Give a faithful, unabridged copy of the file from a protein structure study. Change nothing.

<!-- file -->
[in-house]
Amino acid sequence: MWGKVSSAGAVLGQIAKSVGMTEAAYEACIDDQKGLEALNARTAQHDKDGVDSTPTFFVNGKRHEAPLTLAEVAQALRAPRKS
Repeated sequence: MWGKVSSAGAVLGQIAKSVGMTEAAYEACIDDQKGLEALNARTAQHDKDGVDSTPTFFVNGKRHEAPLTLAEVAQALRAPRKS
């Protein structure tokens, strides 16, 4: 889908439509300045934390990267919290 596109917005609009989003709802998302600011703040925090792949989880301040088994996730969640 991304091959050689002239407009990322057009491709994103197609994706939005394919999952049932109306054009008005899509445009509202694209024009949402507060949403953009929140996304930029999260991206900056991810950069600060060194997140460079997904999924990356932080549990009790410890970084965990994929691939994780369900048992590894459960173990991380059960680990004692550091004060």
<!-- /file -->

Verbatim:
[in-house]
Amino acid sequence: MWGKVSSAGAVLGQIAKSVGMTEAAYEACIDDQKGLEALNARTAQHDKDGVDSTPTFFVNGKRHEAPLTLAEVAQALRAPRKS
Repeated sequence: MWGKVSSAGAVLGQIAKSVGMTEAAYEACIDDQKGLEALNARTAQHDKDGVDSTPTFFVNGKRHEAPLTLAEVAQALRAPRKS
């Protein structure tokens, strides 16, 4: 889908439509300045934390990267919290 596109917005609009989003709802998302600011703040925090792949989880301040088994996730969640 991304091959050689002239407009990322057009491709994103197609994706939005394919999952049932109306054009008005899509445009509202694209024009949402507060949403953009929140996304930029999260991206900056991810950069600060060194997140460079997904999924990356932080549990009790410890970084965990994929691939994780369900048992590894459960173990991380059960680990004692550091004060």